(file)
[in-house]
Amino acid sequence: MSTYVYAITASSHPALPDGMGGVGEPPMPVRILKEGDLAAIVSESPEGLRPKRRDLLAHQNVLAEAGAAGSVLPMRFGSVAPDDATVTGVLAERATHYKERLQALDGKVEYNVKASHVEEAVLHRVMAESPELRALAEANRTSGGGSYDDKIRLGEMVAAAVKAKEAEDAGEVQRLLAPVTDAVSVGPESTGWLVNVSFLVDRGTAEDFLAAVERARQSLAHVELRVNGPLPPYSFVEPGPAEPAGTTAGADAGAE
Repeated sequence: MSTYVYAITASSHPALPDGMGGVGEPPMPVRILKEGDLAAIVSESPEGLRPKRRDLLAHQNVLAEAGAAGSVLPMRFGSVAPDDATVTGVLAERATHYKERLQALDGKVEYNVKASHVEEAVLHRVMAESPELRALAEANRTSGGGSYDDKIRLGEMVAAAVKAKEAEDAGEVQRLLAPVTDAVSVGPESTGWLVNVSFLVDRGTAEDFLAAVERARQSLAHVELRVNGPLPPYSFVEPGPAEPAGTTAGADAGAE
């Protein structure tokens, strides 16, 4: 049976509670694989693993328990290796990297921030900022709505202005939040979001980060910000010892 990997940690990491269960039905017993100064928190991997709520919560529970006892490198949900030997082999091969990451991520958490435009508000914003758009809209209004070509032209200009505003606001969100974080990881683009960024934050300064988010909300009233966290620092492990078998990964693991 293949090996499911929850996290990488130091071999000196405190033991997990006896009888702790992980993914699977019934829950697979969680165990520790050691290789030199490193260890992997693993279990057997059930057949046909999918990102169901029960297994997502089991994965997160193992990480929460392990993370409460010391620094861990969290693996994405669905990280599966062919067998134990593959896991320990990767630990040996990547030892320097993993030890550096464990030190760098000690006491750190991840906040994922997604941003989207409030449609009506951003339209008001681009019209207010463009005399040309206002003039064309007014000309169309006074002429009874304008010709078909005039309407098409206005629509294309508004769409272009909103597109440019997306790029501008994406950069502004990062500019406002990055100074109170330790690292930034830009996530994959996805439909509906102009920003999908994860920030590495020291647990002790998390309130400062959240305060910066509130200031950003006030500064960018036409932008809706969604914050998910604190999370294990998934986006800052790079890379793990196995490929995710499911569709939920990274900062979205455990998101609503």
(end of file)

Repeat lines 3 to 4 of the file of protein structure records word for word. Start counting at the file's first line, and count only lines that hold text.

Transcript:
Repeated sequence: MSTYVYAITASSHPALPDGMGGVGEPPMPVRILKEGDLAAIVSESPEGLRPKRRDLLAHQNVLAEAGAAGSVLPMRFGSVAPDDATVTGVLAERATHYKERLQALDGKVEYNVKASHVEEAVLHRVMAESPELRALAEANRTSGGGSYDDKIRLGEMVAAAVKAKEAEDAGEVQRLLAPVTDAVSVGPESTGWLVNVSFLVDRGTAEDFLAAVERARQSLAHVELRVNGPLPPYSFVEPGPAEPAGTTAGADAGAE
């Protein structure tokens, strides 16, 4: 049976509670694989693993328990290796990297921030900022709505202005939040979001980060910000010892 990997940690990491269960039905017993100064928190991997709520919560529970006892490198949900030997082999091969990451991520958490435009508000914003758009809209209004070509032209200009505003606001969100974080990881683009960024934050300064988010909300009233966290620092492990078998990964693991 293949090996499911929850996290990488130091071999000196405190033991997990006896009888702790992980993914699977019934829950697979969680165990520790050691290789030199490193260890992997693993279990057997059930057949046909999918990102169901029960297994997502089991994965997160193992990480929460392990993370409460010391620094861990969290693996994405669905990280599966062919067998134990593959896991320990990767630990040996990547030892320097993993030890550096464990030190760098000690006491750190991840906040994922997604941003989207409030449609009506951003339209008001681009019209207010463009005399040309206002003039064309007014000309169309006074002429009874304008010709078909005039309407098409206005629509294309508004769409272009909103597109440019997306790029501008994406950069502004990062500019406002990055100074109170330790690292930034830009996530994959996805439909509906102009920003999908994860920030590495020291647990002790998390309130400062959240305060910066509130200031950003006030500064960018036409932008809706969604914050998910604190999370294990998934986006800052790079890379793990196995490929995710499911569709939920990274900062979205455990998101609503």